- John McDowell (Manitoba politician)
John McDowell (born
September 16, 1894at Greenockin Inverclyde, Scotland; died June 10, 1980) was a merchant and politician in Manitoba, Canada. He served in the Legislative Assembly of Manitobaas a Progressive Conservative from 1945 to 1958.
McDowell came to Canada with his family in 1895, and was educated in
Toronto, Ontario. He worked as a grain dealer, and was president of McDowell Grain Co. Ltd and Ridgewood Development Co. Ltd. He was also on the board of governors of the Winnipeg Grain Exchange.
He was first elected to the Manitoba legislature in the 1945 provincial election, in the constituency of Iberville. At the time, Manitoba was governed by a coalition ministry of Liberal-Progressives and Progressive Conservatives. McDowell ran as an Independent Progressive Conservative supporting the coalition, and defeated Liberal-Progressive W.D. Lawrence by over 400 votes.
He resigned his seat in 1949 to run for the
Canadian House of Commonsas a Progressive Conservative. He finished third in the riding of Selkirk in the federal election of 1949, behind William Bryceof the social-democratic Cooperative Commonwealth Federationand Liberal Laurier Regnier.
No by-election was called for Iberville, and the seat remained vacant until the 1949 provincial election, held several months after the federal campaign. McDowell ran to succeed himself, and won re-election as an Independent Progressive Conservative opposing the coalition.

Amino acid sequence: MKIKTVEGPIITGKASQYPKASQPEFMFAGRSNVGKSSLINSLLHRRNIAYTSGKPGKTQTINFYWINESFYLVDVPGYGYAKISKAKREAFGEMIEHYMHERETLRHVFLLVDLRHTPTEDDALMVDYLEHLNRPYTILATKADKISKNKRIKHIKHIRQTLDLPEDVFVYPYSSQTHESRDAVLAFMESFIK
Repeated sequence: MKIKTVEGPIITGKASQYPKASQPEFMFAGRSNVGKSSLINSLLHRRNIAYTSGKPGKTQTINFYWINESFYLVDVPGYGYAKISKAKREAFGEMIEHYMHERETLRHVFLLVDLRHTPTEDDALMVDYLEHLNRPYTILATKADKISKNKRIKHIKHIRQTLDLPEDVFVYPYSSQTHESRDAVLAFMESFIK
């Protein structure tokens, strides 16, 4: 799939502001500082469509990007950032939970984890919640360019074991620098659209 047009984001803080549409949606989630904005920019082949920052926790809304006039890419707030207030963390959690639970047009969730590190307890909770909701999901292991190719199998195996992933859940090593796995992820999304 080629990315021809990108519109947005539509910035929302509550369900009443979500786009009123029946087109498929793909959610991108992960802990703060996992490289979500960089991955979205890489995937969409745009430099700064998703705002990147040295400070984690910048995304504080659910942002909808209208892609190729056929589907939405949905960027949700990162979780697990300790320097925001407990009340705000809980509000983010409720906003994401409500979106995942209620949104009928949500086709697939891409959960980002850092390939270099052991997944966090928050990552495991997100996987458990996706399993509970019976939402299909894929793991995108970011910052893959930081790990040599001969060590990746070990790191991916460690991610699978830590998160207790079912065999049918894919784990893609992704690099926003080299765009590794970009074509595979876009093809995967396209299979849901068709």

In 1949, McDowell and George Hastings formed the
Manitoba Democratic Movementas a pressure group within the Progressive Conservative Party. Not a formal political party, the MDM called for the Progressive Conservatives to leave the coalition government and supplant the CCF as the province's primary opposition. Hastings was concerned that the CCF could form government if no other alternatives were presented to the electorate.
Following pressure from the MDM and other groups, the Progressive Conservatives left the coalition in 1950, and McDowell rejoined the official party caucus in opposition. He was re-elected in the 1953 provincial election, defeating Liberal-Progressive
C.H. Jarvisby 195 votes.
McDowell was on the right-wing of the Progressive Conservatives, and was considered a reactionary even by other members of his party. Extremely proud of his position on the grain commission, he opposed the
Canadian Wheat Boardas unwarranted government interference in the marketplace. During a 1953 legislative debate on the issue, he made the following statement: "Why, if Communismever came to this county - and I pray God it won't - they won't have to change a thing in this act, only the penalties. Instead, you'll be shot in the morning, that's all!" (" Winnipeg Free Press", 17 March 1953).
He was a forceful debater, and once described the CCF as "a demoralized race, fighting with the wind, soon to be gone with the wind".
He was a prominent supporter of
Errick Willisin the party's 1954 leadership convention, and opposed Dufferin Roblin's leadership of the Manitoba Progressive Conservative Party. When Roblin's government enacted progressive legislation in 1958, McDowell dismissed the party as the "Progressive Conservative Commonwealth Federation". McDowell himself declined to be a candidate in the 1958 election.
He came out of political retirement to run in the federal election of 1968, opposing Roblin as an Independent Conservative in
Winnipeg South Centre. He received only 632 votes, but may have taken some satisfaction in Roblin's loss to Liberal E.B. Osler.
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